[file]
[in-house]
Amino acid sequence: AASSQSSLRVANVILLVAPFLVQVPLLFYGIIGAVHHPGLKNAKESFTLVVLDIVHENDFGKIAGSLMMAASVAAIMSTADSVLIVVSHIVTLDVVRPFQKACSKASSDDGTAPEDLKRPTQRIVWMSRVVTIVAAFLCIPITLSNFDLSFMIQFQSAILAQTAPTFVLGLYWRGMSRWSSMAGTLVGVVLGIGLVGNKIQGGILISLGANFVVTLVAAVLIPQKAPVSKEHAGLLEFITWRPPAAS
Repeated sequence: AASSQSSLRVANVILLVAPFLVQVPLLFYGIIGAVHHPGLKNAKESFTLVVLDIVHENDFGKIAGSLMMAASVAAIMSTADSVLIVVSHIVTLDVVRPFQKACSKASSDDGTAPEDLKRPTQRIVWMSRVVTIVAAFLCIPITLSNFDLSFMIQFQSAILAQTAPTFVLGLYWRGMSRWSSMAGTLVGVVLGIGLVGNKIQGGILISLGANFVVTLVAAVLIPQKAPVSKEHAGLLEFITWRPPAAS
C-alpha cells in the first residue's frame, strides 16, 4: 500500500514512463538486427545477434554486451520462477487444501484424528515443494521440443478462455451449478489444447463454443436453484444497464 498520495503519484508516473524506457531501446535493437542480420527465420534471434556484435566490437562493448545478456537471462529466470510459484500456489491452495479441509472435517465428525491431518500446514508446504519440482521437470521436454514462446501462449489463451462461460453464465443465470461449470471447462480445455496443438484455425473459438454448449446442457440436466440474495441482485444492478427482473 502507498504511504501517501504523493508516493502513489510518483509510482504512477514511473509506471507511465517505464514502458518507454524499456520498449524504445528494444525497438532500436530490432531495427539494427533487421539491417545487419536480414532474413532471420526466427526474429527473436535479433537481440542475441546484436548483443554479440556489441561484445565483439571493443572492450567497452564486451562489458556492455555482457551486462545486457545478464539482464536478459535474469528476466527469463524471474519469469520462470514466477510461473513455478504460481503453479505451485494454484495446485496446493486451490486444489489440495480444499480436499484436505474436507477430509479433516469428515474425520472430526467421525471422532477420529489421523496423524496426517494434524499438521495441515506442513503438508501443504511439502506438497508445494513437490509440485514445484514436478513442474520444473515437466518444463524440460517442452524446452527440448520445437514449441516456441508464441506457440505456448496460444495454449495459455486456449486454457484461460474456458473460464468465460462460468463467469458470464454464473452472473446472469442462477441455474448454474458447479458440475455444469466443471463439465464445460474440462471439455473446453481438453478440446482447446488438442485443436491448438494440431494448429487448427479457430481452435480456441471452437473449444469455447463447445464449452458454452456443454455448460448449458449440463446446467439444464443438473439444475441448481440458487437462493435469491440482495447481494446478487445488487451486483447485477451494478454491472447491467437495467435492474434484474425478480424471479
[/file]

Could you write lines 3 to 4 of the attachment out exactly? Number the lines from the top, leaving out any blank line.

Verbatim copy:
Repeated sequence: AASSQSSLRVANVILLVAPFLVQVPLLFYGIIGAVHHPGLKNAKESFTLVVLDIVHENDFGKIAGSLMMAASVAAIMSTADSVLIVVSHIVTLDVVRPFQKACSKASSDDGTAPEDLKRPTQRIVWMSRVVTIVAAFLCIPITLSNFDLSFMIQFQSAILAQTAPTFVLGLYWRGMSRWSSMAGTLVGVVLGIGLVGNKIQGGILISLGANFVVTLVAAVLIPQKAPVSKEHAGLLEFITWRPPAAS
C-alpha cells in the first residue's frame, strides 16, 4: 500500500514512463538486427545477434554486451520462477487444501484424528515443494521440443478462455451449478489444447463454443436453484444497464 498520495503519484508516473524506457531501446535493437542480420527465420534471434556484435566490437562493448545478456537471462529466470510459484500456489491452495479441509472435517465428525491431518500446514508446504519440482521437470521436454514462446501462449489463451462461460453464465443465470461449470471447462480445455496443438484455425473459438454448449446442457440436466440474495441482485444492478427482473 502507498504511504501517501504523493508516493502513489510518483509510482504512477514511473509506471507511465517505464514502458518507454524499456520498449524504445528494444525497438532500436530490432531495427539494427533487421539491417545487419536480414532474413532471420526466427526474429527473436535479433537481440542475441546484436548483443554479440556489441561484445565483439571493443572492450567497452564486451562489458556492455555482457551486462545486457545478464539482464536478459535474469528476466527469463524471474519469469520462470514466477510461473513455478504460481503453479505451485494454484495446485496446493486451490486444489489440495480444499480436499484436505474436507477430509479433516469428515474425520472430526467421525471422532477420529489421523496423524496426517494434524499438521495441515506442513503438508501443504511439502506438497508445494513437490509440485514445484514436478513442474520444473515437466518444463524440460517442452524446452527440448520445437514449441516456441508464441506457440505456448496460444495454449495459455486456449486454457484461460474456458473460464468465460462460468463467469458470464454464473452472473446472469442462477441455474448454474458447479458440475455444469466443471463439465464445460474440462471439455473446453481438453478440446482447446488438442485443436491448438494440431494448429487448427479457430481452435480456441471452437473449444469455447463447445464449452458454452456443454455448460448449458449440463446446467439444464443438473439444475441448481440458487437462493435469491440482495447481494446478487445488487451486483447485477451494478454491472447491467437495467435492474434484474425478480424471479